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I am making a Circle of the Moon druid, and when I flipped through the monster manual to see what I could transform into I was struck by how much cooler Aberrations and Monstrosities are than Beasts. I'm trying to convince my DM to allow me to wildshape into those forms; my fluff is that I'm native to the Far Realms, where there aren't a lot of elk but gibbering mouthers are common wildlife.

My question is: are there specific mechanical balance/game-play reasons why Druids are restricted to beasts, and would allowing a Druid to change into aberrations/monstrosities increase her power unfairly (given that she is still bound by CR restriction)?

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  • \$\begingroup\$ The edit makes this a different question than before (changing it from "Is this unbalanced" to "What would make it balanced"), so that should be a new, separate question. Generally, we like to avoid updates to a question that invalidate existing answers. I've reverted the changes for now, but you can access the text in the edit history (also available by clicking "edited [time] ago") if you want to cut-and-paste it into a new question. \$\endgroup\$ May 28 '15 at 16:28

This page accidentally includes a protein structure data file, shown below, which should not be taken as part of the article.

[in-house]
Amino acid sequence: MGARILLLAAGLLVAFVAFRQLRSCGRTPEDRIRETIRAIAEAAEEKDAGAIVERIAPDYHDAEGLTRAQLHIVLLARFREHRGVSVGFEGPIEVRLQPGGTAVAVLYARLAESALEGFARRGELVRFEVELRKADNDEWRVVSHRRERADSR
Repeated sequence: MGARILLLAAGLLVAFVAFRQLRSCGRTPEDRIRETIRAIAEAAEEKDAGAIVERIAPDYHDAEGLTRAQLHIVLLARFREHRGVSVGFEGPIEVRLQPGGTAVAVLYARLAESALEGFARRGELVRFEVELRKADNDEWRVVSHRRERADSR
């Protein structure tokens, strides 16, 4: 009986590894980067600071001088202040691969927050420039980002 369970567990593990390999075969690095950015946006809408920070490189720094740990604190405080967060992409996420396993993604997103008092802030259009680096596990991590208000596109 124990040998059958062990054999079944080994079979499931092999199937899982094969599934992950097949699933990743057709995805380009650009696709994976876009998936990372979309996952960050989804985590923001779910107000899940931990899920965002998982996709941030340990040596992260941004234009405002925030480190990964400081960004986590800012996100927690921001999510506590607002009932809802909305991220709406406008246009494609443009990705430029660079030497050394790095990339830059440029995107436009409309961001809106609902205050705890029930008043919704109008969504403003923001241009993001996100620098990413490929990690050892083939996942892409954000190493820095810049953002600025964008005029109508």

• \$\begingroup\$ Okay, I'll post that as a new question. I wasn't certain about the correct protocol for that, thanks for setting me straight :) \$\endgroup\$
    – NBDGY
    May 28 '15 at 16:30
  • \$\begingroup\$ No problem! The site does have a bit of a learning curve with corner cases like this, where you want to ask a follow-up question. (In the new question you can refer readers to this one for context by including the URL of this page.) \$\endgroup\$ May 28 '15 at 16:33
  • \$\begingroup\$ The URL of the new question is rpg.stackexchange.com/questions/62637/… \$\endgroup\$